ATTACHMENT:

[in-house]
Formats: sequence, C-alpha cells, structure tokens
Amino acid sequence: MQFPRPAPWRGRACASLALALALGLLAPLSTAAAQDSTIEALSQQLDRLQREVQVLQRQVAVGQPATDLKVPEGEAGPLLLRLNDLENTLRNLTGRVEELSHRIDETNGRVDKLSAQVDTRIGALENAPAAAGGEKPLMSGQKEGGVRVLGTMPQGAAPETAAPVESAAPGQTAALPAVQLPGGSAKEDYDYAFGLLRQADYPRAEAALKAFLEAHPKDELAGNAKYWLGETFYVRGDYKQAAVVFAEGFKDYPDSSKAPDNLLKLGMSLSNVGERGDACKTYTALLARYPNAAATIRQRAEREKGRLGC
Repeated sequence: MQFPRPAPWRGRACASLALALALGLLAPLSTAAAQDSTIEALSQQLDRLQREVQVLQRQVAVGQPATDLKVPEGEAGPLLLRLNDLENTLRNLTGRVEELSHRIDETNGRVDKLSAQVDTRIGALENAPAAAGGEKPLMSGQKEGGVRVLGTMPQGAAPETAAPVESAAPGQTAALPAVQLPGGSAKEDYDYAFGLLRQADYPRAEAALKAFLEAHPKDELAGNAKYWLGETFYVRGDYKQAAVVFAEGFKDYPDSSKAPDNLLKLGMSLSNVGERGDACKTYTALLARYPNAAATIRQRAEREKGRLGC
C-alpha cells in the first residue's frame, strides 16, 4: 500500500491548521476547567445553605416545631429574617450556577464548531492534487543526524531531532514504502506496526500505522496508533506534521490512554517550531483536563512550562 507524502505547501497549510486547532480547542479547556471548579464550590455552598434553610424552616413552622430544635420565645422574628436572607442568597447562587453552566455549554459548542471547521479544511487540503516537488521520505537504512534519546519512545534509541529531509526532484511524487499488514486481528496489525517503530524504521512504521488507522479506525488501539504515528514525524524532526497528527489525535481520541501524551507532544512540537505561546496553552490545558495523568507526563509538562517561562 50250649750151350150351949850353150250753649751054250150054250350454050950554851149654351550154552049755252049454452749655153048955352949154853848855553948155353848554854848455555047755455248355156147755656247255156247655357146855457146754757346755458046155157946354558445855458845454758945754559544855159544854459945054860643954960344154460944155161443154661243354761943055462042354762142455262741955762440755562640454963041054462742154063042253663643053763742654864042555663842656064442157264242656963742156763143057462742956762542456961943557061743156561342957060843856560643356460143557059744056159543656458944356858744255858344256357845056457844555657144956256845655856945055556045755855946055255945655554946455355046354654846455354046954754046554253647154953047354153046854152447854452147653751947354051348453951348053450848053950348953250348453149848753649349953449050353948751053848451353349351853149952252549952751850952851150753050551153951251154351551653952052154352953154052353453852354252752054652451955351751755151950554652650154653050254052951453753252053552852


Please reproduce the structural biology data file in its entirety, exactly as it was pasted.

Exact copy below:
[in-house]
Formats: sequence, C-alpha cells, structure tokens
Amino acid sequence: MQFPRPAPWRGRACASLALALALGLLAPLSTAAAQDSTIEALSQQLDRLQREVQVLQRQVAVGQPATDLKVPEGEAGPLLLRLNDLENTLRNLTGRVEELSHRIDETNGRVDKLSAQVDTRIGALENAPAAAGGEKPLMSGQKEGGVRVLGTMPQGAAPETAAPVESAAPGQTAALPAVQLPGGSAKEDYDYAFGLLRQADYPRAEAALKAFLEAHPKDELAGNAKYWLGETFYVRGDYKQAAVVFAEGFKDYPDSSKAPDNLLKLGMSLSNVGERGDACKTYTALLARYPNAAATIRQRAEREKGRLGC
Repeated sequence: MQFPRPAPWRGRACASLALALALGLLAPLSTAAAQDSTIEALSQQLDRLQREVQVLQRQVAVGQPATDLKVPEGEAGPLLLRLNDLENTLRNLTGRVEELSHRIDETNGRVDKLSAQVDTRIGALENAPAAAGGEKPLMSGQKEGGVRVLGTMPQGAAPETAAPVESAAPGQTAALPAVQLPGGSAKEDYDYAFGLLRQADYPRAEAALKAFLEAHPKDELAGNAKYWLGETFYVRGDYKQAAVVFAEGFKDYPDSSKAPDNLLKLGMSLSNVGERGDACKTYTALLARYPNAAATIRQRAEREKGRLGC
C-alpha cells in the first residue's frame, strides 16, 4: 500500500491548521476547567445553605416545631429574617450556577464548531492534487543526524531531532514504502506496526500505522496508533506534521490512554517550531483536563512550562 507524502505547501497549510486547532480547542479547556471548579464550590455552598434553610424552616413552622430544635420565645422574628436572607442568597447562587453552566455549554459548542471547521479544511487540503516537488521520505537504512534519546519512545534509541529531509526532484511524487499488514486481528496489525517503530524504521512504521488507522479506525488501539504515528514525524524532526497528527489525535481520541501524551507532544512540537505561546496553552490545558495523568507526563509538562517561562 50250649750151350150351949850353150250753649751054250150054250350454050950554851149654351550154552049755252049454452749655153048955352949154853848855553948155353848554854848455555047755455248355156147755656247255156247655357146855457146754757346755458046155157946354558445855458845454758945754559544855159544854459945054860643954960344154460944155161443154661243354761943055462042354762142455262741955762440755562640454963041054462742154063042253663643053763742654864042555663842656064442157264242656963742156763143057462742956762542456961943557061743156561342957060843856560643356460143557059744056159543656458944356858744255858344256357845056457844555657144956256845655856945055556045755855946055255945655554946455355046354654846455354046954754046554253647154953047354153046854152447854452147653751947354051348453951348053450848053950348953250348453149848753649349953449050353948751053848451353349351853149952252549952751850952851150753050551153951251154351551653952052154352953154052353453852354252752054652451955351751755151950554652650154653050254052951453753252053552852